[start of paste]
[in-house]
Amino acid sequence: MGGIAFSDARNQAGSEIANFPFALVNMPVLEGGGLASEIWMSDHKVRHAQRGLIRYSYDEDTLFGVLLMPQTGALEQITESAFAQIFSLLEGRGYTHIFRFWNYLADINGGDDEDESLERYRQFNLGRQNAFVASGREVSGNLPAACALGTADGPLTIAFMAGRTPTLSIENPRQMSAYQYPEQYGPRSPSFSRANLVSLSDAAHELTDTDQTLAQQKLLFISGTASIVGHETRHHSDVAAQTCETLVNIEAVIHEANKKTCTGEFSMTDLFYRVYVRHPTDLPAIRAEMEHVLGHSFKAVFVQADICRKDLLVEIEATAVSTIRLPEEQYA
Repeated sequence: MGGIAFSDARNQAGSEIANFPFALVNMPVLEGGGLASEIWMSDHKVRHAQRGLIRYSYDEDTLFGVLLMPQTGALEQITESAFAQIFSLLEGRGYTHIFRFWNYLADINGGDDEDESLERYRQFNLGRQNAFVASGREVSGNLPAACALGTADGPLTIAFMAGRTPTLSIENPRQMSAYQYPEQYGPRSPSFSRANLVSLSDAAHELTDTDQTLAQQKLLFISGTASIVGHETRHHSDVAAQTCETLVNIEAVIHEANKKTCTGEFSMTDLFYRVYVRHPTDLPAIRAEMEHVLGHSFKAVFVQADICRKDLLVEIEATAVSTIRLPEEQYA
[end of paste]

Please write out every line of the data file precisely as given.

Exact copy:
[in-house]
Amino acid sequence: MGGIAFSDARNQAGSEIANFPFALVNMPVLEGGGLASEIWMSDHKVRHAQRGLIRYSYDEDTLFGVLLMPQTGALEQITESAFAQIFSLLEGRGYTHIFRFWNYLADINGGDDEDESLERYRQFNLGRQNAFVASGREVSGNLPAACALGTADGPLTIAFMAGRTPTLSIENPRQMSAYQYPEQYGPRSPSFSRANLVSLSDAAHELTDTDQTLAQQKLLFISGTASIVGHETRHHSDVAAQTCETLVNIEAVIHEANKKTCTGEFSMTDLFYRVYVRHPTDLPAIRAEMEHVLGHSFKAVFVQADICRKDLLVEIEATAVSTIRLPEEQYA
Repeated sequence: MGGIAFSDARNQAGSEIANFPFALVNMPVLEGGGLASEIWMSDHKVRHAQRGLIRYSYDEDTLFGVLLMPQTGALEQITESAFAQIFSLLEGRGYTHIFRFWNYLADINGGDDEDESLERYRQFNLGRQNAFVASGREVSGNLPAACALGTADGPLTIAFMAGRTPTLSIENPRQMSAYQYPEQYGPRSPSFSRANLVSLSDAAHELTDTDQTLAQQKLLFISGTASIVGHETRHHSDVAAQTCETLVNIEAVIHEANKKTCTGEFSMTDLFYRVYVRHPTDLPAIRAEMEHVLGHSFKAVFVQADICRKDLLVEIEATAVSTIRLPEEQYA